Much as Team Tachiai had worried, the 2020 Aki Basho will start day one with no Yokozuna present. With the publication of the torikumi (fight card) for days 1 and 2 in the top division, it was clear that both Yokozuna Kakuryu and Yokozuna Hakuho would not participate. In the case of Hakuho, he is a month into recovery from having arthroscopic surgery to both knees, and may in fact be questionable for November as well.
For Kakuryu, it seems to have been a case of injuries (unspecified thus far), along with a worry that he had not been able to train up to Yokozuna fighting level prior to the basho. Some of this he has recently attributed to the ban on degeiko, which the Yokozuna use to spar against the top talent and tune up prior to a basho.
This is the first time in 37 years that all active Yokozuna have been absent from the start of a tournament [EDIT: Akebono, the sole active Yokozuna, was absent from Aki 1994. The 37-year gap applies to more than one active Yokozuna: neither Chiyonofuji nor Kitanoumi started Natsu 1983. -lksumo], and it clearly signals we are deep in the transition period, and in my opinion, both Yokozuna are 12 months or less from hanging up their ropes. We know Hakuho wants to hold on and participate in the Tokyo Olympics, which were postponed from this summer due to the COVID-19 pandemic. Kakuryu is looking to stay in Japan and become an elder in the sumo association, which the NSK seems to support. But he must gain Japanese citizenship first, and with that same COVID-19 outbreak continuing to disrupt civilian and government functions, there is no word on him advancing to that goal.
Thanks to Andy and Josh who managed the live blog while I succumbed to some nasty chest cold. Thought I am still far from genki, it’s worth the time to comment on the state of sumo in the middle of this highly transformative tournament in Kyushu. I say transformative because if we blur our eyes just a bit, we can see the future from here. The Yokozuna we love are not in the picture, and there is a crop of fiery young talent spanking the veteran headliners. The field is very flat, and there is a large scrum that can still possibly lay claim to the yusho by the middle of the tournament.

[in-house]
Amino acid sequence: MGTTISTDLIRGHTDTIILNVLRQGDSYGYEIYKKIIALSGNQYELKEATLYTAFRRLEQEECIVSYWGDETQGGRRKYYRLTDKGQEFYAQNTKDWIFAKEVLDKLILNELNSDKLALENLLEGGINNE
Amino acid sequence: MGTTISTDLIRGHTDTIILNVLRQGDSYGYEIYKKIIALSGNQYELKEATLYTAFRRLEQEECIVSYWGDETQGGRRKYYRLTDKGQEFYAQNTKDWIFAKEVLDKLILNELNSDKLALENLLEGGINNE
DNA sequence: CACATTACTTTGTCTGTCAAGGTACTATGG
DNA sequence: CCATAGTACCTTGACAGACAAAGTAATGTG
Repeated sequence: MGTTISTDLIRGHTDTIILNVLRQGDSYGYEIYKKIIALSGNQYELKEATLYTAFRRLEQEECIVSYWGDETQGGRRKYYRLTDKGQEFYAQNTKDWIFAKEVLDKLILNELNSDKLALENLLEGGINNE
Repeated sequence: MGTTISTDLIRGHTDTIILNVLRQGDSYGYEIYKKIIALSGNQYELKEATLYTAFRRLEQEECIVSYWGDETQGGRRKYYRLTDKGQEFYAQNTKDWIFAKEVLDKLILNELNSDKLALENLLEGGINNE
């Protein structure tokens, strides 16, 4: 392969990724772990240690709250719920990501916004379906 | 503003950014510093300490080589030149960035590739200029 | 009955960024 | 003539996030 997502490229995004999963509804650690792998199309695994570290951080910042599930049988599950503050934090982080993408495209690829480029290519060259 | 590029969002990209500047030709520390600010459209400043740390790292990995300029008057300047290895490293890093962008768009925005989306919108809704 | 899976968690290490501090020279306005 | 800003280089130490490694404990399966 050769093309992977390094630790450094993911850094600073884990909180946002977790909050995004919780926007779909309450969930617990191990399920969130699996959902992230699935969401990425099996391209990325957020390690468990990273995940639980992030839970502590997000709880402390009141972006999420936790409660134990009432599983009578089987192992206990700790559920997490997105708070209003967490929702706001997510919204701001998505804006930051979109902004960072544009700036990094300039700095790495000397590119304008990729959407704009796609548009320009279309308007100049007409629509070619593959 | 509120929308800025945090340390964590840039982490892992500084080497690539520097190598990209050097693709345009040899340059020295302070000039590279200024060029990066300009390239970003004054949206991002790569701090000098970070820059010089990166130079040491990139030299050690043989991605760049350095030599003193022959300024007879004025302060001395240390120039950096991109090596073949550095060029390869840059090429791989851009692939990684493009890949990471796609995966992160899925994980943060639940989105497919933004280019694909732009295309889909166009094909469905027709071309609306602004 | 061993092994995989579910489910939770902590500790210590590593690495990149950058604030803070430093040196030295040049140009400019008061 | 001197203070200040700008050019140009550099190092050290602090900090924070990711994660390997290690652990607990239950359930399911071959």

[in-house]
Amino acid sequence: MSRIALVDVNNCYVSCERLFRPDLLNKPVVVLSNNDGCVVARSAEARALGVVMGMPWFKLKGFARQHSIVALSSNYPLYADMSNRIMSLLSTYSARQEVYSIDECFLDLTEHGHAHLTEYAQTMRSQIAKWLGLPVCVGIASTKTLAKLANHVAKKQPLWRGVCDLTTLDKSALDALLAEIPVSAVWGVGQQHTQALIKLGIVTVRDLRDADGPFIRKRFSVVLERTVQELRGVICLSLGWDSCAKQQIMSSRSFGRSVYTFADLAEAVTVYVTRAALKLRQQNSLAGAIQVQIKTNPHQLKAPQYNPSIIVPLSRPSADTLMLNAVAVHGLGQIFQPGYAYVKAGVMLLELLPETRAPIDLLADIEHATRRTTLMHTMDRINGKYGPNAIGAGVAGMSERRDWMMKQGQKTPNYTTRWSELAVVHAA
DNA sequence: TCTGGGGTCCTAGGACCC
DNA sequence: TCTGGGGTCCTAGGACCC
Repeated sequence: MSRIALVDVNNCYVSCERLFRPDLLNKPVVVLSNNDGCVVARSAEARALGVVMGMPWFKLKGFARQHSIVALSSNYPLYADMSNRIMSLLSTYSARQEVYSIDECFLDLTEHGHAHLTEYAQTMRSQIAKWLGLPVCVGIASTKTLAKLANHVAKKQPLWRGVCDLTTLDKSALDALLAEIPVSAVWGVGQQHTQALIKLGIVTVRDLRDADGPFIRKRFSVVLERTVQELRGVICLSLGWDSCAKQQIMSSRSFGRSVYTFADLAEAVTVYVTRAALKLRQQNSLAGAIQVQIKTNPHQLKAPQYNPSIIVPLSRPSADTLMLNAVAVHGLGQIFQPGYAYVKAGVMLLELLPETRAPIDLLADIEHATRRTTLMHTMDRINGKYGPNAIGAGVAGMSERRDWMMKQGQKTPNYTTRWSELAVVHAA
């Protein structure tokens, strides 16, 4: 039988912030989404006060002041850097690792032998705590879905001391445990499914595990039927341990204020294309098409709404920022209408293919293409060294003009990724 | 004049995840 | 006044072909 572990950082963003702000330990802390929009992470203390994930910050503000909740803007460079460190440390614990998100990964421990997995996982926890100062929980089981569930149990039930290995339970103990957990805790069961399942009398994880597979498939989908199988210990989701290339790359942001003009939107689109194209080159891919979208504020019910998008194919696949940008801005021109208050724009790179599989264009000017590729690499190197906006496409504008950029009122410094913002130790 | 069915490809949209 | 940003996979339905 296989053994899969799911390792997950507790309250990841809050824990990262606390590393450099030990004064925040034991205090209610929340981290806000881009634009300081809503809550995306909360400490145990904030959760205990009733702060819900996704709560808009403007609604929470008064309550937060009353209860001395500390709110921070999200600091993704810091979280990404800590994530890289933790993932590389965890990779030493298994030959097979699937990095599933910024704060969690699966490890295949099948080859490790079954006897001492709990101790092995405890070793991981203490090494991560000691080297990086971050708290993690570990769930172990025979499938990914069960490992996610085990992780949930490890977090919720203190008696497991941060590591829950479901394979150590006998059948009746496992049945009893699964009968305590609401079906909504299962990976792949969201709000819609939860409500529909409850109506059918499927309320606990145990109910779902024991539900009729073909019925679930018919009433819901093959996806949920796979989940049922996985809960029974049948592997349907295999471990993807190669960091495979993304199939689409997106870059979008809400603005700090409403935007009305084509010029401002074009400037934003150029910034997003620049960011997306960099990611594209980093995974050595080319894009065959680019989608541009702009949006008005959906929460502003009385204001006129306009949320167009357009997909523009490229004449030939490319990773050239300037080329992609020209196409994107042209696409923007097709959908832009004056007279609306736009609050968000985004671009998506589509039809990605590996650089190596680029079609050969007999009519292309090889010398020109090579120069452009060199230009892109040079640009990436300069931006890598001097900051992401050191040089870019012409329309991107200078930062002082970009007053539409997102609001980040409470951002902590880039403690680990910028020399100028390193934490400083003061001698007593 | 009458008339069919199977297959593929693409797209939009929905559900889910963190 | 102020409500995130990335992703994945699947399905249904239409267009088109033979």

As fans, we have gotten conditioned by a handful of hyper-dominant rikishi winning the cup every single time. If it was not Hakuho, it was Harumafuji. Maybe once in a great while it would be Kakuryu, but everyone else scrapped for enough wins to piece together a kachi-koshi, and maybe a special prize here and there, and everyone got by. But, like all dynasties throughout history, as the central powers start to fade, things change rapidly as the strong and the prepared grab for leadership.
Prior to day 9, one lone rikishi holds a one-loss record. There are six (6!) rikishi who follow at two losses, and seven (7!) who follow them at three losses. As of today, any of them could lift the cup on day 15. I frequently joke about a no-holds barred barnyard brawl to finish a basho, but there is a chance we could get there this time. While it seems to lower the level of broad interest in sumo (our site metrics bear this out), the No-kozuna tournaments are hell on wheels for flat out competition. For hard core fans, you come in to each day wondering which mighty hero is going to eat clay today.
Though Takakeisho holds the lead, it is very tough for young rikishi to stay dominant into week 2. Endurance and mental toughness are the key here. Takakeisho is untested in mental toughness, and the worries about “not blowing it” eat a bit more of your fighting spirit each day. This is where the Ozeki just one win behind him come into their own. They have had to endure the tough three-tournament process to get to their rank, and that required both endurance and mental focus that is not necessarily part of the make-up of the lower ranks. As predicted, the scheduling team saw that Takakeisho was on a hot streak, and held some of his Ozeki matches for week 2. The job of the schedulers is to have someone, anyone, put dirt on Takakeisho by day 12, setting up a battle royale on the final weekend for the hardware.